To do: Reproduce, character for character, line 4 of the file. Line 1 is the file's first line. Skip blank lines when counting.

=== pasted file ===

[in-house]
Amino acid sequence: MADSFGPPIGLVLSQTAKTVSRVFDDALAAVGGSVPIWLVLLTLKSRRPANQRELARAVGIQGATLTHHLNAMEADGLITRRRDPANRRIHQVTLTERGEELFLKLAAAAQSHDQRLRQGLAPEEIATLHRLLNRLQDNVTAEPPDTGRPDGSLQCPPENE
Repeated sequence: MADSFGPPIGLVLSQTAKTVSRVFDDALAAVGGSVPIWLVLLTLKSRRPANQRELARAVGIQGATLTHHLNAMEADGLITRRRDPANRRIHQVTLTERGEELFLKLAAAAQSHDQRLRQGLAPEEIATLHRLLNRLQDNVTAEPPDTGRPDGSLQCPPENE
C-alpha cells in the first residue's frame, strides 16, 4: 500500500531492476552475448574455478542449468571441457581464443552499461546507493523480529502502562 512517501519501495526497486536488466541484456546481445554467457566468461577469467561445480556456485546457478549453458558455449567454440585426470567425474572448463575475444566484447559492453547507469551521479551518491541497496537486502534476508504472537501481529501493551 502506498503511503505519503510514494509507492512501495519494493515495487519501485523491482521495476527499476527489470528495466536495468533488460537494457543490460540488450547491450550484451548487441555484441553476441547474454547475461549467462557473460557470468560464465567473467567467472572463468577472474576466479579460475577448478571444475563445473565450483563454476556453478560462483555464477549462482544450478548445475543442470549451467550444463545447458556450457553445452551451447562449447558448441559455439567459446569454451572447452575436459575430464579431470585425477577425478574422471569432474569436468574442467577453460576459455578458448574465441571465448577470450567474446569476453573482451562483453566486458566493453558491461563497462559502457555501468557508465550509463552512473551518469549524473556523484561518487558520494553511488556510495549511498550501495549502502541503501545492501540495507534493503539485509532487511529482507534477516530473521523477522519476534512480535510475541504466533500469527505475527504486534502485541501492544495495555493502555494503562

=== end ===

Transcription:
C-alpha cells in the first residue's frame, strides 16, 4: 500500500531492476552475448574455478542449468571441457581464443552499461546507493523480529502502562 512517501519501495526497486536488466541484456546481445554467457566468461577469467561445480556456485546457478549453458558455449567454440585426470567425474572448463575475444566484447559492453547507469551521479551518491541497496537486502534476508504472537501481529501493551 502506498503511503505519503510514494509507492512501495519494493515495487519501485523491482521495476527499476527489470528495466536495468533488460537494457543490460540488450547491450550484451548487441555484441553476441547474454547475461549467462557473460557470468560464465567473467567467472572463468577472474576466479579460475577448478571444475563445473565450483563454476556453478560462483555464477549462482544450478548445475543442470549451467550444463545447458556450457553445452551451447562449447558448441559455439567459446569454451572447452575436459575430464579431470585425477577425478574422471569432474569436468574442467577453460576459455578458448574465441571465448577470450567474446569476453573482451562483453566486458566493453558491461563497462559502457555501468557508465550509463552512473551518469549524473556523484561518487558520494553511488556510495549511498550501495549502502541503501545492501540495507534493503539485509532487511529482507534477516530473521523477522519476534512480535510475541504466533500469527505475527504486534502485541501492544495495555493502555494503562